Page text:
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Scientists find water billions of light years away

Water and carbon monoxide detected in massive twin galaxies

Scientists detect carbon monoxide and hydrogen in the twin galaxy SPT0311-58.

Scientists detect carbon monoxide and hydrogen in the twin galaxy SPT0311-58.

November 22, 2021

Scientists at the Atacama Large Millimeter/submillimeter Array, also known as ALMA, studying SPT0311-58 found water and carbon monoxide in the larger of the twin galaxies, nearly 13 billion light years from Earth. The research is the most detailed study of the gas content of a galaxy in the still forming universe, and the most distant detection of water in a star-forming galaxy. The results, partially funded by an award from the U.S. National Science Foundation, were published in The Astrophysical Journal.

"Using high-resolution ALMA observations of molecular gas in the pair of galaxies known collectively as SPT0311-58, we detected both water and carbon monoxide molecules in the larger of the two galaxies,” said astronomer Sreevani Jarugula, the principal investigator. “Oxygen and carbon in particular are first-generation elements, and in the molecular forms of carbon monoxide and water, they are critical to life as we know it."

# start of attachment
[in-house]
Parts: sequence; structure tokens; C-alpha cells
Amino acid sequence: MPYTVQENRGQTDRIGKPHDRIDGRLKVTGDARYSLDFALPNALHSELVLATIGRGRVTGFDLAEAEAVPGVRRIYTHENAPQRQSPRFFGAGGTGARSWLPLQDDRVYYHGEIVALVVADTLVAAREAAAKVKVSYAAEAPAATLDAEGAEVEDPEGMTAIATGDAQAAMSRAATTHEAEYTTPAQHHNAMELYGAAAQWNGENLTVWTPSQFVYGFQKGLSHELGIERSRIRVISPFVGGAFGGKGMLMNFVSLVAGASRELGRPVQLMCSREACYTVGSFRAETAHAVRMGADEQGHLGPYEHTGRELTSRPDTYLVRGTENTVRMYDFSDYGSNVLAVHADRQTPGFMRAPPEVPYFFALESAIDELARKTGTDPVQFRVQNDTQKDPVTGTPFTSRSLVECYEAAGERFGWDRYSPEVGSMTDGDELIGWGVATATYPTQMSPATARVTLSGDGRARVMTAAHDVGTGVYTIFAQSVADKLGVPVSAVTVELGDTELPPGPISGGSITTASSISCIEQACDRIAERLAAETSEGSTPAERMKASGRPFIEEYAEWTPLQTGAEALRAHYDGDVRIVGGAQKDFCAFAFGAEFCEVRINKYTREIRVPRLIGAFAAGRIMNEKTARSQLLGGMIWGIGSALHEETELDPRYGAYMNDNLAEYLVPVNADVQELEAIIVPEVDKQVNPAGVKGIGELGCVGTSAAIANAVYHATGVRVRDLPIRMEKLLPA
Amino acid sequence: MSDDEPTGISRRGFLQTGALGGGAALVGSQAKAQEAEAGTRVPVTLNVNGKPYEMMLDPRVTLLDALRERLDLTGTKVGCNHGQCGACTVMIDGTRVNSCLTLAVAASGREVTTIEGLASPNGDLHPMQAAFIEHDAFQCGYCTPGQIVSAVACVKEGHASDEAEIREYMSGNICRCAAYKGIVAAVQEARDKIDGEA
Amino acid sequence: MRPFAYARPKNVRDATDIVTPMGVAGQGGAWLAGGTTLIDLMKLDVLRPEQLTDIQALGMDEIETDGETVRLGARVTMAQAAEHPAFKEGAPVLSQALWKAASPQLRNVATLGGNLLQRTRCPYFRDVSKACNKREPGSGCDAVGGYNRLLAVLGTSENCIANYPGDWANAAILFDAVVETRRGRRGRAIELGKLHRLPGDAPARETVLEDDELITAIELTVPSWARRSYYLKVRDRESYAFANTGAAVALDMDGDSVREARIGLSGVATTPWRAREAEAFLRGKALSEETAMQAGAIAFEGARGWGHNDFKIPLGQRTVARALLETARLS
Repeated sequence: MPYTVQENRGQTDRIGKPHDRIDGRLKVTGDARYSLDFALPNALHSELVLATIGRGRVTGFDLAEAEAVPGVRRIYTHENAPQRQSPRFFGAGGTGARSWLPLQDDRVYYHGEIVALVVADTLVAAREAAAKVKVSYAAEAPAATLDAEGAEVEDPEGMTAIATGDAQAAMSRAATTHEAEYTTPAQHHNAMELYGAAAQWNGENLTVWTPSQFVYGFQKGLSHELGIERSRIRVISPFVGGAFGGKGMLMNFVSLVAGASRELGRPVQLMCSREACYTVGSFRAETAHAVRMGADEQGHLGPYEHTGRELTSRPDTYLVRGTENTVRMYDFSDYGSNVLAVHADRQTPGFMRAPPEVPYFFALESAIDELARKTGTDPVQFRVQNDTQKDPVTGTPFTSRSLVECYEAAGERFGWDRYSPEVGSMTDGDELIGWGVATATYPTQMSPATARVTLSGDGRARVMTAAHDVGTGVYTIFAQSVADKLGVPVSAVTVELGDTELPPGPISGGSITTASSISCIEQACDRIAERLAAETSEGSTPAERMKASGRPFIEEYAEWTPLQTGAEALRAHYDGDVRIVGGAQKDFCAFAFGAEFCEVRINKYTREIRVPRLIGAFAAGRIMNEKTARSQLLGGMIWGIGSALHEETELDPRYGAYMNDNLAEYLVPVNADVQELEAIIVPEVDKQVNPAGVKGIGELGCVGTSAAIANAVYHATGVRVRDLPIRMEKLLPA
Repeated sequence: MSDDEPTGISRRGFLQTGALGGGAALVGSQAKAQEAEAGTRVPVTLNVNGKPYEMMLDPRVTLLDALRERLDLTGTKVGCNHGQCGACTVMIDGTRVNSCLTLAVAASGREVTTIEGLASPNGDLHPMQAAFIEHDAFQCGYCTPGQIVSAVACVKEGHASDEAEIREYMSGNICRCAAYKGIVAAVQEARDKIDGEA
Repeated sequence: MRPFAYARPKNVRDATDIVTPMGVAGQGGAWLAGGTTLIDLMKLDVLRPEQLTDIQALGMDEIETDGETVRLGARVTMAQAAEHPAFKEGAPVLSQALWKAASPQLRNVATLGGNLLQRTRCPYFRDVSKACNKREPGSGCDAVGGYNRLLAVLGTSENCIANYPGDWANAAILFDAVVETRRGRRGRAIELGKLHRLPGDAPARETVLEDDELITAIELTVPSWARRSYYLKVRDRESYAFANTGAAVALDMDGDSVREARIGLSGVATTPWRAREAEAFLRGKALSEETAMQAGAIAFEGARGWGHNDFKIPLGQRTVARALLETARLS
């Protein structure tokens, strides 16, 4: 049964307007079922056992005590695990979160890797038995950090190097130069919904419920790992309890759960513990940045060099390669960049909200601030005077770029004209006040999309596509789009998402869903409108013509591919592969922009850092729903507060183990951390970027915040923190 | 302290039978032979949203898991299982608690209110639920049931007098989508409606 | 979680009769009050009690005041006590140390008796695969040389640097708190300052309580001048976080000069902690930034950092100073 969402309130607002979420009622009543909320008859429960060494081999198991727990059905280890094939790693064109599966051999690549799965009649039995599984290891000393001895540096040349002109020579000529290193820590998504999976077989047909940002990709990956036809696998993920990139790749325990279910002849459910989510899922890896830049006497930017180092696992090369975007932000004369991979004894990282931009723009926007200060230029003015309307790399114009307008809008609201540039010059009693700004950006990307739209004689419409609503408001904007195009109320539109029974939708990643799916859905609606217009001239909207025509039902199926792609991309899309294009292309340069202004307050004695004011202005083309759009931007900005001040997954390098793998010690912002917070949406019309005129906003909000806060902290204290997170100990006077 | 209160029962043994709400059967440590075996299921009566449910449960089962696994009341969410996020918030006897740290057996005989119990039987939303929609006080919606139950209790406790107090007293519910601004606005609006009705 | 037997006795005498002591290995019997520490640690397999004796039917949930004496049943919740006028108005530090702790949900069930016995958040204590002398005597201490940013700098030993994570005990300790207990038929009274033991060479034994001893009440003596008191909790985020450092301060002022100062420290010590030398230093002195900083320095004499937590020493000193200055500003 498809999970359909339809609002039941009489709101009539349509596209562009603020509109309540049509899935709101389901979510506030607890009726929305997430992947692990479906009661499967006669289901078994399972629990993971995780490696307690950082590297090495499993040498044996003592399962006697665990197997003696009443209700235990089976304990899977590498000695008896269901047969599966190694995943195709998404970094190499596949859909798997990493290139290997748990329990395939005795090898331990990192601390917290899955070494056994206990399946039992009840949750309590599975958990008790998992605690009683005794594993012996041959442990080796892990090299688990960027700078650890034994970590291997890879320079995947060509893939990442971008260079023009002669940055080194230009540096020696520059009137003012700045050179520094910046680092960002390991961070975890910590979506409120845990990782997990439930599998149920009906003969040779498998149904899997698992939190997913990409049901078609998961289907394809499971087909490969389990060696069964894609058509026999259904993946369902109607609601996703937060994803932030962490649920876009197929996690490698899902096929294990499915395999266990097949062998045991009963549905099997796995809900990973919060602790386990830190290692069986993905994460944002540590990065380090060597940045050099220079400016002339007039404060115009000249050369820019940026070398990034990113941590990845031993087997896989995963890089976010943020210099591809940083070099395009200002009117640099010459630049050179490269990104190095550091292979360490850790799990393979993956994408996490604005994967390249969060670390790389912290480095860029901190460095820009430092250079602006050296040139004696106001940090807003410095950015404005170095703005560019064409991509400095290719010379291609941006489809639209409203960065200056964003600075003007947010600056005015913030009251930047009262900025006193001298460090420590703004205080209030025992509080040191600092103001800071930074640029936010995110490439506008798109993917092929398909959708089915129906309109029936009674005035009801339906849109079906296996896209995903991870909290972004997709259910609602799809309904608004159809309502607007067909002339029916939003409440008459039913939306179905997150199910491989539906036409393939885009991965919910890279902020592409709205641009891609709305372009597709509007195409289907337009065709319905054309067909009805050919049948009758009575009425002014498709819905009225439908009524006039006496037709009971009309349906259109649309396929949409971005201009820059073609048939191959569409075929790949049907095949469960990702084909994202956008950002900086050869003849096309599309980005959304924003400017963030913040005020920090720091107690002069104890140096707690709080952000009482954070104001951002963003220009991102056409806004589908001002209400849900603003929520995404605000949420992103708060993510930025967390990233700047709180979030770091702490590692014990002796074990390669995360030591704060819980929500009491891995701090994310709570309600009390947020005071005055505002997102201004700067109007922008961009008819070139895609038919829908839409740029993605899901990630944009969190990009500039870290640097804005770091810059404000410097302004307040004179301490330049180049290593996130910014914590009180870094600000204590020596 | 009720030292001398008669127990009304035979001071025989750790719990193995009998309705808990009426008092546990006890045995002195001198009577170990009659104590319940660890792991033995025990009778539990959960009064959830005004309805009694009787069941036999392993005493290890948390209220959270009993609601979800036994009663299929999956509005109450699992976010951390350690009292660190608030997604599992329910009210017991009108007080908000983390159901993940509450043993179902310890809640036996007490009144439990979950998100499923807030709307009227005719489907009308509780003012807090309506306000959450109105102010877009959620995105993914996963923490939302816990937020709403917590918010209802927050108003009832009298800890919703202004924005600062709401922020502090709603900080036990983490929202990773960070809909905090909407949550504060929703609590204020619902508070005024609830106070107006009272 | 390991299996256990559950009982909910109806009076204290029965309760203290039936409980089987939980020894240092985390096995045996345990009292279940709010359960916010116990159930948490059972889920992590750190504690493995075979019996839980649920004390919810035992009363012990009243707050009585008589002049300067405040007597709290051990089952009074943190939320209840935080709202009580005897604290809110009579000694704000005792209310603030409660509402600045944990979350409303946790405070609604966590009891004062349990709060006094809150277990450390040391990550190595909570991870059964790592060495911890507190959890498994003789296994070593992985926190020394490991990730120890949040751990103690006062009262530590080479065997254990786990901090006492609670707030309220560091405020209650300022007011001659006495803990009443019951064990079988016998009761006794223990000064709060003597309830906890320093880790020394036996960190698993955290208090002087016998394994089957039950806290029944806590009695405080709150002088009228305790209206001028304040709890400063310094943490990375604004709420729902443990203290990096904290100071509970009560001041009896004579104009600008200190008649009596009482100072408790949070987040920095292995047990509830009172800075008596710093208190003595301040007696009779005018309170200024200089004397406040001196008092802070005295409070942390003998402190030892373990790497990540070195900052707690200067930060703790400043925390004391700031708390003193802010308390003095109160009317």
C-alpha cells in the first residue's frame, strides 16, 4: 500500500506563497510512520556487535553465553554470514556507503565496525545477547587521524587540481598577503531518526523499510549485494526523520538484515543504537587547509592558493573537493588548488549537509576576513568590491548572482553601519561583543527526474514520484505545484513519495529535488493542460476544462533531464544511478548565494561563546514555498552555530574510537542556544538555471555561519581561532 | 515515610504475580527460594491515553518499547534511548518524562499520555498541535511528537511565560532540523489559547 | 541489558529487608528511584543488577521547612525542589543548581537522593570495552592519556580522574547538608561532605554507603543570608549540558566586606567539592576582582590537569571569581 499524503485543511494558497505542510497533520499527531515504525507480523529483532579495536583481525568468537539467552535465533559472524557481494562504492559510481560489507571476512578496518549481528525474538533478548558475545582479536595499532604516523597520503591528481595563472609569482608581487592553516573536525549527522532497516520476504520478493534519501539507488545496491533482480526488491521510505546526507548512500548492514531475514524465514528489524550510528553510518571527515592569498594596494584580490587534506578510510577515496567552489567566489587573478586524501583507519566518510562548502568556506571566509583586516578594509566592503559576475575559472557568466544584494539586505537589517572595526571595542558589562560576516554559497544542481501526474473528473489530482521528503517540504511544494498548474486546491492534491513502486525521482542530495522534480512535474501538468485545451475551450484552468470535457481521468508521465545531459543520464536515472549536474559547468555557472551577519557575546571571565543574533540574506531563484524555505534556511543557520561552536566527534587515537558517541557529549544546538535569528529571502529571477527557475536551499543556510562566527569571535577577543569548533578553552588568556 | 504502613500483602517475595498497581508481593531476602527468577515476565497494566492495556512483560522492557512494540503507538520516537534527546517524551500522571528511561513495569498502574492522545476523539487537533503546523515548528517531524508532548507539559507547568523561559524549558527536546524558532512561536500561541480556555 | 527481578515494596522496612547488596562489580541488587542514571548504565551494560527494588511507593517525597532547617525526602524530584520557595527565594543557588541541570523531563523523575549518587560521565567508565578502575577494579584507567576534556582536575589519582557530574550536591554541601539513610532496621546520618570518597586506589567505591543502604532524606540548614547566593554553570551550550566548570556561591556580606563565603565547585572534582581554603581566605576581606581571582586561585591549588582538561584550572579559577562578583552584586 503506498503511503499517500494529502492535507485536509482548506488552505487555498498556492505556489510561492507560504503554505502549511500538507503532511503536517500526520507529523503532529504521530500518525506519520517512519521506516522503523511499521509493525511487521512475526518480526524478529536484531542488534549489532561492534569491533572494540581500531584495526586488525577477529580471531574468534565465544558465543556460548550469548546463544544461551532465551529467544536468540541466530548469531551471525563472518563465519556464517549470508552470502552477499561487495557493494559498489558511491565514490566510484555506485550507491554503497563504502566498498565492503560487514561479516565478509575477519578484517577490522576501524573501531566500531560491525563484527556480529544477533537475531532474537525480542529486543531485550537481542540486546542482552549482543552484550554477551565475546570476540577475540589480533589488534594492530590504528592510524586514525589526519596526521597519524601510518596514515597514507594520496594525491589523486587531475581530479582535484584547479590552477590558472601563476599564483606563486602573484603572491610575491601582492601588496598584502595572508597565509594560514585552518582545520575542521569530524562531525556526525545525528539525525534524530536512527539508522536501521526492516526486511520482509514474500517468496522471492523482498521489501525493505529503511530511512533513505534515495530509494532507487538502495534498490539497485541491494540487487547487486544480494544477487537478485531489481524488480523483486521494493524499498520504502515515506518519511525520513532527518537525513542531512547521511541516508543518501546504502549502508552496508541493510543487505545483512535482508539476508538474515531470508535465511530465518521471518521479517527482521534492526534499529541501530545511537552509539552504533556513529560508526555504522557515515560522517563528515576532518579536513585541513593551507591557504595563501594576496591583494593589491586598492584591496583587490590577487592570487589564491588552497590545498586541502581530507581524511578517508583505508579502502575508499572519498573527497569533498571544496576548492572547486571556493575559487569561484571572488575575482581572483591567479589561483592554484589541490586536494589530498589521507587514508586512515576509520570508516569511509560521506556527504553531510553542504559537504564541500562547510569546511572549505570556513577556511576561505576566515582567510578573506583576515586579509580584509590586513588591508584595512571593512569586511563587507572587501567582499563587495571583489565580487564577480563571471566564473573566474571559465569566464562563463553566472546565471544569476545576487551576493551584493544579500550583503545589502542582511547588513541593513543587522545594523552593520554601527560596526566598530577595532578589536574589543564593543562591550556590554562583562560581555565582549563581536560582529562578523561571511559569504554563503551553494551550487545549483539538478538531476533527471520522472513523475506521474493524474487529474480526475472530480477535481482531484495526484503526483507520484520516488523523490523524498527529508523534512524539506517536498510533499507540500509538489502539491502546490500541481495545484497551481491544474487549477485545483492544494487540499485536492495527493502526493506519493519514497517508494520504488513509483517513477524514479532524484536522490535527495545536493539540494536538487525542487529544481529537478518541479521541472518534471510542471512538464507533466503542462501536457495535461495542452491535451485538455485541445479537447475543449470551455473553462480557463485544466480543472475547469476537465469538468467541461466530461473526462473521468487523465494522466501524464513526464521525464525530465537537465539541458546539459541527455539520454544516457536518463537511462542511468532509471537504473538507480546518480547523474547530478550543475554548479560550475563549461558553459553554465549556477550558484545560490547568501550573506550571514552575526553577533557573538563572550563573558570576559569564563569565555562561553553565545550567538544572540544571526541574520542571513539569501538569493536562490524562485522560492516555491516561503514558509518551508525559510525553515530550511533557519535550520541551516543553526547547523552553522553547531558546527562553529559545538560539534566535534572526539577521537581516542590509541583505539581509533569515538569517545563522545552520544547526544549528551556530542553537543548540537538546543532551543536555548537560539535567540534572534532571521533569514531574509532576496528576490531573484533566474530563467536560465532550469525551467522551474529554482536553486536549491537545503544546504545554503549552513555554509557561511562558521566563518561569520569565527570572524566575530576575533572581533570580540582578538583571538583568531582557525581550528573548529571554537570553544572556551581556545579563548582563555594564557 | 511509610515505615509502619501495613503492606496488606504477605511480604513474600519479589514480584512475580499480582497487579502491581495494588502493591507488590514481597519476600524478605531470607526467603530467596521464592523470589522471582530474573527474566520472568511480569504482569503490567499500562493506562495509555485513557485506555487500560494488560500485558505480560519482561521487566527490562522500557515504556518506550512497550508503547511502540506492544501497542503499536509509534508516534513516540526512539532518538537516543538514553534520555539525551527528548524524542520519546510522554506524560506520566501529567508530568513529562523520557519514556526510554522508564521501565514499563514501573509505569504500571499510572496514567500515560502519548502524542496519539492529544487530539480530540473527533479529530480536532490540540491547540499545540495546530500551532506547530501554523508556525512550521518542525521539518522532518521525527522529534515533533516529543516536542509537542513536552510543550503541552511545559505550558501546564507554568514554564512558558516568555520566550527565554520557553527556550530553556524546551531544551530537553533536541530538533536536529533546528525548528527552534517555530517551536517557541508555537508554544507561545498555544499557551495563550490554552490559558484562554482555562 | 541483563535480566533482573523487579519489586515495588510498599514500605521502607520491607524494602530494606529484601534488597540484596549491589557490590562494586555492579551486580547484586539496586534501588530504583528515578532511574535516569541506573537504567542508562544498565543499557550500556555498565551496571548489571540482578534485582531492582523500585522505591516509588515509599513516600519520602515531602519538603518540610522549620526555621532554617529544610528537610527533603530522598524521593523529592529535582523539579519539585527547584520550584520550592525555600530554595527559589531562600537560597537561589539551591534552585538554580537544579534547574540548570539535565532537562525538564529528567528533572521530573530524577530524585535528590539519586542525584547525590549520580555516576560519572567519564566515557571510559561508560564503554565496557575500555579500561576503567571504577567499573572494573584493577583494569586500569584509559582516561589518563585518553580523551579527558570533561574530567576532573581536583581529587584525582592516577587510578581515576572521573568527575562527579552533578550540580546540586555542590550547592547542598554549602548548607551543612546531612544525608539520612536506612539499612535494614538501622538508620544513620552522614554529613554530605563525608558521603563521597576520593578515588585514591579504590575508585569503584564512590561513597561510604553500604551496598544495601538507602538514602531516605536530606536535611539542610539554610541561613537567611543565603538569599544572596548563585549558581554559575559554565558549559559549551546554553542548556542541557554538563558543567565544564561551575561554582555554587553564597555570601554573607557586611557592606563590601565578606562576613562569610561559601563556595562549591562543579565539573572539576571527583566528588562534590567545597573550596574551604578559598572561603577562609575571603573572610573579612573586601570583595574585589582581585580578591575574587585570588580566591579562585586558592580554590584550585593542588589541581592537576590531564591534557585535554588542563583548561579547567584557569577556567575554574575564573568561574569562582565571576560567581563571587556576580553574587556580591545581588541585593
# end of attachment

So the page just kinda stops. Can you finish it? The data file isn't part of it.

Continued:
Carbon monoxide, hydrogen and water are plentiful in the universe. Early in its history, these gases combined with stardust to form planets and galaxies. Learning more about how galaxies of the early universe formed will answer questions about how the universe came to exist, expand and evolve.

"Early galaxies are forming stars at a rate thousands of times that of the Milky Way," said Jarugula. "Studying the gas and dust content of these early galaxies informs us of their properties, such as how many stars are being formed, the rate at which gas is converted into stars, and how galaxies interact with each other and with the interstellar medium."

Jarugula said that the study offers answers to where, and how far away, water can exist in the universe, and has given rise to a big question: How has so much gas and dust assembled to form stars and galaxies so early in the universe? The answer, according to Jarugula, requires further study of similar star-forming galaxies to get a better understanding of the structural formation and evolution of the early universe.

--  NSF Public Affairs,